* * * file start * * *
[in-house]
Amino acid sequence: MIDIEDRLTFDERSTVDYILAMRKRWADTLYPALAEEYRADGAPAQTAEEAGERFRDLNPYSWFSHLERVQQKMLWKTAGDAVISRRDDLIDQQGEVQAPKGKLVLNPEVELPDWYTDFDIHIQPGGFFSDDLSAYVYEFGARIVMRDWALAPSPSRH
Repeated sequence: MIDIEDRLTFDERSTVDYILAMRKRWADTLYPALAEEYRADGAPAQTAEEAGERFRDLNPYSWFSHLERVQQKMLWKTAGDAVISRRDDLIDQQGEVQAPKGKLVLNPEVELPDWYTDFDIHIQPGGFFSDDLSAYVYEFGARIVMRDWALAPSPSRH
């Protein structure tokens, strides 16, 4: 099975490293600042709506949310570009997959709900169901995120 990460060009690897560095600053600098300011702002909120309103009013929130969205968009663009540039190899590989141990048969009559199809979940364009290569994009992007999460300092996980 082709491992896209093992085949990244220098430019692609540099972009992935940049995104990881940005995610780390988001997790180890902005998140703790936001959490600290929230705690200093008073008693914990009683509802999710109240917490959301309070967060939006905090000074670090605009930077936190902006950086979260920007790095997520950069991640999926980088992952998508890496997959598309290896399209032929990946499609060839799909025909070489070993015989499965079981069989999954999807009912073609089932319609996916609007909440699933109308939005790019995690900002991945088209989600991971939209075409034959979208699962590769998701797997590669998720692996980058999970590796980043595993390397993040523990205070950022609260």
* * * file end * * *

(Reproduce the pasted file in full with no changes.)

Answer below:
[in-house]
Amino acid sequence: MIDIEDRLTFDERSTVDYILAMRKRWADTLYPALAEEYRADGAPAQTAEEAGERFRDLNPYSWFSHLERVQQKMLWKTAGDAVISRRDDLIDQQGEVQAPKGKLVLNPEVELPDWYTDFDIHIQPGGFFSDDLSAYVYEFGARIVMRDWALAPSPSRH
Repeated sequence: MIDIEDRLTFDERSTVDYILAMRKRWADTLYPALAEEYRADGAPAQTAEEAGERFRDLNPYSWFSHLERVQQKMLWKTAGDAVISRRDDLIDQQGEVQAPKGKLVLNPEVELPDWYTDFDIHIQPGGFFSDDLSAYVYEFGARIVMRDWALAPSPSRH
């Protein structure tokens, strides 16, 4: 099975490293600042709506949310570009997959709900169901995120 990460060009690897560095600053600098300011702002909120309103009013929130969205968009663009540039190899590989141990048969009559199809979940364009290569994009992007999460300092996980 082709491992896209093992085949990244220098430019692609540099972009992935940049995104990881940005995610780390988001997790180890902005998140703790936001959490600290929230705690200093008073008693914990009683509802999710109240917490959301309070967060939006905090000074670090605009930077936190902006950086979260920007790095997520950069991640999926980088992952998508890496997959598309290896399209032929990946499609060839799909025909070489070993015989499965079981069989999954999807009912073609089932319609996916609007909440699933109308939005790019995690900002991945088209989600991971939209075409034959979208699962590769998701797997590669998720692996980058999970590796980043595993390397993040523990205070950022609260």